Another well formed character was produced by ensemble member Susanne Bard, who created a very funny Dormouse for the Mad Hatter’s party. She demonstrated great comedic timing as she fell asleep and snored in between her character’s lines, then awoke to loudly proclaim nonsense in an affected lisp, which got good responses from the audience.
The Red Queen, Ronda Anstead, was comical while bashing people over the head with an inflatable mallet and proclaiming her punishment of decapitation, but also whimsical while playing the Cheshire Cat.
Alice, played by Liz Cassedy, was a very dynamic and energetic character. However, her voice needed some tuning, as she often pitched her words too high and became overwhelmingly loud in the intimate theater. Her character was also repeatedly petulant at the situations around her, which overshadowed some of the best moments when Alice simply gave in and enjoyed the chaos around her. It was in those moments where she yielded to imagination and played pretend with her crazy playmates that she was the most likeable.
Overall, the biggest fault of the play was the storytelling style. The goal was to create an avant-garde production in the style of The Manhattan Project, but the disjointed narration and lack of focus of this production had a tendency to allow scenes to drift into an absurdist spectacle. Vignettes were consistently undefined for the audience until midway through the scene. For instance, Alice’s race with three birds, costumed mostly with feather boas, did not identify the three characters until shortly before the next scene. Despite great body language, the audience could not be sure what was being presented.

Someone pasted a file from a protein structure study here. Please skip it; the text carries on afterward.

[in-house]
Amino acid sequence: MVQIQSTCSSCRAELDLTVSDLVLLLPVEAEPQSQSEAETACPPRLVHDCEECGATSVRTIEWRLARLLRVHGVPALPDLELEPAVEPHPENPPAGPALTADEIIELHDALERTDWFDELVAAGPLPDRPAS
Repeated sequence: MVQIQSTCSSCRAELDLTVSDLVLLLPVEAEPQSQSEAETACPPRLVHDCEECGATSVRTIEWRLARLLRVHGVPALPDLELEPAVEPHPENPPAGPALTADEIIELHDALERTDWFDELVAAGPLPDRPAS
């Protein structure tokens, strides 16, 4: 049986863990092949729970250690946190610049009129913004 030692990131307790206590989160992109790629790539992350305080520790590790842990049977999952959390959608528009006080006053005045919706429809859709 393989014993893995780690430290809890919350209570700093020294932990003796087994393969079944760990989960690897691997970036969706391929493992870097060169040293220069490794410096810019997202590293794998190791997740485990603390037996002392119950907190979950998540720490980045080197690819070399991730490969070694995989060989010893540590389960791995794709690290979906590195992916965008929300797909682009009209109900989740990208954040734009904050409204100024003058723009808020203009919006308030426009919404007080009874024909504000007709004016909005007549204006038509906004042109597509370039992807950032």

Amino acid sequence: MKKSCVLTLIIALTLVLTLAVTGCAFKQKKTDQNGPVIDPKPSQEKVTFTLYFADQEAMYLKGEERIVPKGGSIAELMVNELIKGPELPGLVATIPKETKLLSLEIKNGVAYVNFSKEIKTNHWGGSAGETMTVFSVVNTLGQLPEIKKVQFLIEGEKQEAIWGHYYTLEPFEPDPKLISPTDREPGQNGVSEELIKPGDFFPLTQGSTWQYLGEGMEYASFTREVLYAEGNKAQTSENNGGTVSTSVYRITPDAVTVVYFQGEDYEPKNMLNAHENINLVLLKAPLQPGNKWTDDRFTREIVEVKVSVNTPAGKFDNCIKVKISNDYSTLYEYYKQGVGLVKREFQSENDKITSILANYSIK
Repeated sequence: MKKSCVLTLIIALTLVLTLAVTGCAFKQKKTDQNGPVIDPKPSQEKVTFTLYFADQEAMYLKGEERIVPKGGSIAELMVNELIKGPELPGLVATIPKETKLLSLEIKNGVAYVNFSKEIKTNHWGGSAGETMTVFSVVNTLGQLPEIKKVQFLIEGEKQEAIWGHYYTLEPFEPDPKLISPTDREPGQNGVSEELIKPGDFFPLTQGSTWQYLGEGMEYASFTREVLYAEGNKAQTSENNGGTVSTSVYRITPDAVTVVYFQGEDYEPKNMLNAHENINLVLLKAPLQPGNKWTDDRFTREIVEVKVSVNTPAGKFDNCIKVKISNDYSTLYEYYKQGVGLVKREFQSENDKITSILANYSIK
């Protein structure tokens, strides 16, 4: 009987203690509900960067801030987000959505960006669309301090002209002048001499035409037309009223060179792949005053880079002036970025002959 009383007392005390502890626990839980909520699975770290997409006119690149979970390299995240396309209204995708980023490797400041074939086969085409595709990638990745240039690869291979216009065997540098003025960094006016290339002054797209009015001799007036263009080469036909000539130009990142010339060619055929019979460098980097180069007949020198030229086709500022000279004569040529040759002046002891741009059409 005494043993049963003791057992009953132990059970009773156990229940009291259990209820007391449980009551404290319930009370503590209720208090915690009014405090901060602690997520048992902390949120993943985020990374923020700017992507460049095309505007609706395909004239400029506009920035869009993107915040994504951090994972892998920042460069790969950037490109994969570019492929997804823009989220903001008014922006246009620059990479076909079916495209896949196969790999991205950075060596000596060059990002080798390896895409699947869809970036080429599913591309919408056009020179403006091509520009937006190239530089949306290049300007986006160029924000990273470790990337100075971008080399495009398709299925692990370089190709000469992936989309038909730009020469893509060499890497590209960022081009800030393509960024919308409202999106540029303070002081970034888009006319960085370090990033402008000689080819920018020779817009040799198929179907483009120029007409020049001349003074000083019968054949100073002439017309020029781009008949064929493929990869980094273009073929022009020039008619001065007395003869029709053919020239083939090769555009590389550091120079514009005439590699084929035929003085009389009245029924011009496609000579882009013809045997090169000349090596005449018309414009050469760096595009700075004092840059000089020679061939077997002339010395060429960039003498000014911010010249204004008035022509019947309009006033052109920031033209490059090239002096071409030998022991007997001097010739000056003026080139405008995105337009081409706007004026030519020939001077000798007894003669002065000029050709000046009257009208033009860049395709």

The other problem was the lack of voice control. The dialogue was frequently lost because the actors voices pitched their voice too high or spoke too loudly. Sometimes it was lost simply because there was too much going on at the same time. The Greenbelt Arts Center has a very intimate black box theater, with the audience on three sides of the playing area, but the voices they used would have better suited a larger space.
Considered as a whole, the production was energetic, creative and dynamic, but there was little effective connection with the audience. The cast took a curious story and made it “curiouser and curiouser!” The end result was a colourful and absurdly lively spectacle, and while the audience may not have followed every twist of the maze, they were definitely taken on a whirlwind journey.
Volumes have been written about Charles Lutwidge Dodgson, better known by his pen name, Lewis Carroll. His novels Alice’s Adventures in Wonderland and Through the LookingGlass were by no means his only published creative works, but they are certainly the most famous. Translations of his first book exist for over thirty languages.
The genesis of our particular (and some will likely say) peculiar version of Alice’s story has its genesis in the free thinking avant-garde movement of the early 70s that brought us Hair and Godspell among others. These theatre pieces sought to connect and share their stories with contemporary audiences in the counter-culture Age of Aquarius.